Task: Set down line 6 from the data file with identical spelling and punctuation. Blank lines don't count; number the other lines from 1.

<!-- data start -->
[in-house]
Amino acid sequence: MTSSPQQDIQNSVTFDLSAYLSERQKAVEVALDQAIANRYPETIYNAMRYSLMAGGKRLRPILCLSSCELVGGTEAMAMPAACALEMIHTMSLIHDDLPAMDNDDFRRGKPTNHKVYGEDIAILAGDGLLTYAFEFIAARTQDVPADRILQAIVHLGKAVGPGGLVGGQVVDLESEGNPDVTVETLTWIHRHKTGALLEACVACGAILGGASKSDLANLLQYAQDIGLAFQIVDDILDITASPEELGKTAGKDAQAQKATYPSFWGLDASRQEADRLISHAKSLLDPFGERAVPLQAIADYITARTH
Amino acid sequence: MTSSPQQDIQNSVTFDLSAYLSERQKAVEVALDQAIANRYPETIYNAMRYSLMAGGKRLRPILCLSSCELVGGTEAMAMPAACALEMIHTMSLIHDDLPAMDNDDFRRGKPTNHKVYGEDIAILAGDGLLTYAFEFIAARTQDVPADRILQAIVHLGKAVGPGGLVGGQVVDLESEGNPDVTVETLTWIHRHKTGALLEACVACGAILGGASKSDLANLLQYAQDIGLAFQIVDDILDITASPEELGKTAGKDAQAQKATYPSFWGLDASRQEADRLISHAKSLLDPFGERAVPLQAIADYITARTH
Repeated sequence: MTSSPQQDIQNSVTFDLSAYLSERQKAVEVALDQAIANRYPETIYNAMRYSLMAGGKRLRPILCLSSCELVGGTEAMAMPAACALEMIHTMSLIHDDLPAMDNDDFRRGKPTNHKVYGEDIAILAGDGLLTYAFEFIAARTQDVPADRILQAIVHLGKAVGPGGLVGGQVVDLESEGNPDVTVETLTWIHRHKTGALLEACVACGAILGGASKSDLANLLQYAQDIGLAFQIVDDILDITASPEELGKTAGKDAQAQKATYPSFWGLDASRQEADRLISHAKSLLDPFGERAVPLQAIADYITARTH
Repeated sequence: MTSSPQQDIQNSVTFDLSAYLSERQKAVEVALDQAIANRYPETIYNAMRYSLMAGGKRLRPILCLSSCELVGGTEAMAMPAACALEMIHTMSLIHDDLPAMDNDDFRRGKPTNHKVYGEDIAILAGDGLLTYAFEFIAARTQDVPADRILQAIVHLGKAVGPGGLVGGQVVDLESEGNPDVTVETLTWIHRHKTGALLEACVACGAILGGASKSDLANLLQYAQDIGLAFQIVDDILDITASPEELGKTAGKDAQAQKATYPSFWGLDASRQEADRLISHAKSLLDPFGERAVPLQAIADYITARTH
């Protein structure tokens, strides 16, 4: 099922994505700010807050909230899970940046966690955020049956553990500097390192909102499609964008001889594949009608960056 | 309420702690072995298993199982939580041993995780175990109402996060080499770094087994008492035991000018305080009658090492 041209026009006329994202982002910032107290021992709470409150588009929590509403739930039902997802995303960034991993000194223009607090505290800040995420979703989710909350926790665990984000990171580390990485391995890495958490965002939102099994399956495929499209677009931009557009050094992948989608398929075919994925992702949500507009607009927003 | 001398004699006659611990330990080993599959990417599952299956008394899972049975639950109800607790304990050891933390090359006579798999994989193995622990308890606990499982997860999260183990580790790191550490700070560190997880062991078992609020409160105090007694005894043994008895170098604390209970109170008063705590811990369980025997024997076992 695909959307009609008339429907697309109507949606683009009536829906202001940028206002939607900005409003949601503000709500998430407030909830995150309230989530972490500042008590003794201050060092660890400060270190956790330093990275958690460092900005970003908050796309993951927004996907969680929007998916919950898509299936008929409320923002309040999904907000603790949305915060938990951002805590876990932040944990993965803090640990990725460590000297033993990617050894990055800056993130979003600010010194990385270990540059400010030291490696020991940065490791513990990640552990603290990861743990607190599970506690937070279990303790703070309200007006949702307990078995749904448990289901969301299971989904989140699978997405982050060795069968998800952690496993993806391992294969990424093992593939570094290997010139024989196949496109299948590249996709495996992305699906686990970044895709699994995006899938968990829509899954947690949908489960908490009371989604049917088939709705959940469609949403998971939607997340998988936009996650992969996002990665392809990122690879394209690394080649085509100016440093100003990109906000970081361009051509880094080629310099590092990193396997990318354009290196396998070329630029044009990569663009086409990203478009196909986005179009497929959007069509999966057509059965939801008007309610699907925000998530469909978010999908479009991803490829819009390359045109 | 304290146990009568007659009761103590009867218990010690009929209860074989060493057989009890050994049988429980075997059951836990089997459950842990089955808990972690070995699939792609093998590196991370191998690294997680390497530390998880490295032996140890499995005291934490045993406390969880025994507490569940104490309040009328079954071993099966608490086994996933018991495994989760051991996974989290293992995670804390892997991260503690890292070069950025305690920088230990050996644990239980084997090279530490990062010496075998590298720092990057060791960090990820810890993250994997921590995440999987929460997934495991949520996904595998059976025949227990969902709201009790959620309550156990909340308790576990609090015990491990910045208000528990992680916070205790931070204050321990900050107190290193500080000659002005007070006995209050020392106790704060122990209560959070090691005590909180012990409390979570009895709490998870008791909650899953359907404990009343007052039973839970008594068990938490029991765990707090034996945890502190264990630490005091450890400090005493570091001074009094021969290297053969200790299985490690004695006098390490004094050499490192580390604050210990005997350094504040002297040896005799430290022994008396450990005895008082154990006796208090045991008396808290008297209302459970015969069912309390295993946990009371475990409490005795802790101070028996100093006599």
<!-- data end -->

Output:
């Protein structure tokens, strides 16, 4: 099922994505700010807050909230899970940046966690955020049956553990500097390192909102499609964008001889594949009608960056 | 309420702690072995298993199982939580041993995780175990109402996060080499770094087994008492035991000018305080009658090492 041209026009006329994202982002910032107290021992709470409150588009929590509403739930039902997802995303960034991993000194223009607090505290800040995420979703989710909350926790665990984000990171580390990485391995890495958490965002939102099994399956495929499209677009931009557009050094992948989608398929075919994925992702949500507009607009927003 | 001398004699006659611990330990080993599959990417599952299956008394899972049975639950109800607790304990050891933390090359006579798999994989193995622990308890606990499982997860999260183990580790790191550490700070560190997880062991078992609020409160105090007694005894043994008895170098604390209970109170008063705590811990369980025997024997076992 695909959307009609008339429907697309109507949606683009009536829906202001940028206002939607900005409003949601503000709500998430407030909830995150309230989530972490500042008590003794201050060092660890400060270190956790330093990275958690460092900005970003908050796309993951927004996907969680929007998916919950898509299936008929409320923002309040999904907000603790949305915060938990951002805590876990932040944990993965803090640990990725460590000297033993990617050894990055800056993130979003600010010194990385270990540059400010030291490696020991940065490791513990990640552990603290990861743990607190599970506690937070279990303790703070309200007006949702307990078995749904448990289901969301299971989904989140699978997405982050060795069968998800952690496993993806391992294969990424093992593939570094290997010139024989196949496109299948590249996709495996992305699906686990970044895709699994995006899938968990829509899954947690949908489960908490009371989604049917088939709705959940469609949403998971939607997340998988936009996650992969996002990665392809990122690879394209690394080649085509100016440093100003990109906000970081361009051509880094080629310099590092990193396997990318354009290196396998070329630029044009990569663009086409990203478009196909986005179009497929959007069509999966057509059965939801008007309610699907925000998530469909978010999908479009991803490829819009390359045109 | 304290146990009568007659009761103590009867218990010690009929209860074989060493057989009890050994049988429980075997059951836990089997459950842990089955808990972690070995699939792609093998590196991370191998690294997680390497530390998880490295032996140890499995005291934490045993406390969880025994507490569940104490309040009328079954071993099966608490086994996933018991495994989760051991996974989290293992995670804390892997991260503690890292070069950025305690920088230990050996644990239980084997090279530490990062010496075998590298720092990057060791960090990820810890993250994997921590995440999987929460997934495991949520996904595998059976025949227990969902709201009790959620309550156990909340308790576990609090015990491990910045208000528990992680916070205790931070204050321990900050107190290193500080000659002005007070006995209050020392106790704060122990209560959070090691005590909180012990409390979570009895709490998870008791909650899953359907404990009343007052039973839970008594068990938490029991765990707090034996945890502190264990630490005091450890400090005493570091001074009094021969290297053969200790299985490690004695006098390490004094050499490192580390604050210990005997350094504040002297040896005799430290022994008396450990005895008082154990006796208090045991008396808290008297209302459970015969069912309390295993946990009371475990409490005795802790101070028996100093006599």